I’d also like to help you begin to see dreams as not just something that happens to you when you close your eyes and go to sleep—but instead, I want to help you recognize that dreaming is a state of consciousness that you can enter into and engage in mindfully, and as such, that it can help to support and sustain your intentions for integrating body, mind, and spirit in a healthy and holistic way.

In the coming days and weeks I will share some posts with you about how to make dreamwork a part of your life, in the same way that a yoga or meditation can be woven into the fabric of your daily routine.

In the meantime, it’s good to be back.

IMG_5098

Welcome back, dreamer: Have you been a long time gone from your dreams? Let your dreams know that you want to rekindle your relationship with them: Place a notebook beside your bed, and write down your intention to remember your dreams tonight.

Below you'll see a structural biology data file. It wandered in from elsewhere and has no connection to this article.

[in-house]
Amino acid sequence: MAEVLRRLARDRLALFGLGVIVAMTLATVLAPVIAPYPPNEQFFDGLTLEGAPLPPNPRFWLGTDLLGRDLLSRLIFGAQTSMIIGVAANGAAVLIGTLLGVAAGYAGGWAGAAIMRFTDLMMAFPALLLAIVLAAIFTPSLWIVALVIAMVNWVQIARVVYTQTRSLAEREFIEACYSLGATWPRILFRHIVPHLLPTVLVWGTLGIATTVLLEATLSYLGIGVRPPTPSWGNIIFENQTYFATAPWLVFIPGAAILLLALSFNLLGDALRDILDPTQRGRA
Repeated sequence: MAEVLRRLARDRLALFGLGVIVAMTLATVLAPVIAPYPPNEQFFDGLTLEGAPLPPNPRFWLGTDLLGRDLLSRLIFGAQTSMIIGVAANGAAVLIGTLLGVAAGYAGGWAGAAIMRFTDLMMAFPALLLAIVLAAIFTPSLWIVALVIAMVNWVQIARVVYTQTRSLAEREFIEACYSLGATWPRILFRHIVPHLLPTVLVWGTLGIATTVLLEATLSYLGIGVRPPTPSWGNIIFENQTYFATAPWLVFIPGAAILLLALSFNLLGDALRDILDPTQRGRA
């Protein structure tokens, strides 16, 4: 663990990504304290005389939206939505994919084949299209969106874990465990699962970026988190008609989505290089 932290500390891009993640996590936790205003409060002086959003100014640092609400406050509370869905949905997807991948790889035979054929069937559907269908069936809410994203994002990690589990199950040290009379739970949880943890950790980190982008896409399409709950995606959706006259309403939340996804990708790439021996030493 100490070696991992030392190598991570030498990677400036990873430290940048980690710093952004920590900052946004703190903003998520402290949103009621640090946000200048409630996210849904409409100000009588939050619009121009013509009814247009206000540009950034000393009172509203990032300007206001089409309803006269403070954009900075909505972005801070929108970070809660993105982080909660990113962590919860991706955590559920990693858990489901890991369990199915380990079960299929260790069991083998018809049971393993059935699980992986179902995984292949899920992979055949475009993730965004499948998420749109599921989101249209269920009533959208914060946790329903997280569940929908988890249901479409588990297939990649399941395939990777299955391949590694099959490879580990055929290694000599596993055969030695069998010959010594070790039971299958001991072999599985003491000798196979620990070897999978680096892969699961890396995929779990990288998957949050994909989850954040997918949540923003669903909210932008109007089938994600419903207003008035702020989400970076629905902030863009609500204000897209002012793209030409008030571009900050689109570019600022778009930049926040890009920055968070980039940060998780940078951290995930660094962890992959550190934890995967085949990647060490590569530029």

ZZzzZZzzZZ

Enjoy a musical interlude with the Dixie Chicks as you peruse these posts: Long Time Gone.

ZZzzZZzzZZ

Learn to develop A Mindful Way to Sleep, Dream, and Live Better at one of these upcoming workshops:

Weds. May 27 Dreamasana at VegaYoga in Holyoke, Mass.

November 12-15, The Yoga of Dreams at Sivananda Ashram and Yoga Retreat in the Bahamas.

 

Leave a comment

Filed under Uncategorized

Q&A: Help! I Can’t move!

Ryan Hurd, today’s guest blogger and expert on Sleep Paralysis, sheds light on a sometimes-frightening sleep phenomenon

Q: What if any relationship exists between sleep paralysis, which I’ve experienced when I was 15-40 years old, and dream states?

A: Sleep paralysis is deeply tied to dreaming. In fact, the easiest way to think about sleep paralysis is dreaming with your eyes open, while also experiencing the muscle paralysis that comes with dreaming sleep. Body asleep, mind awake.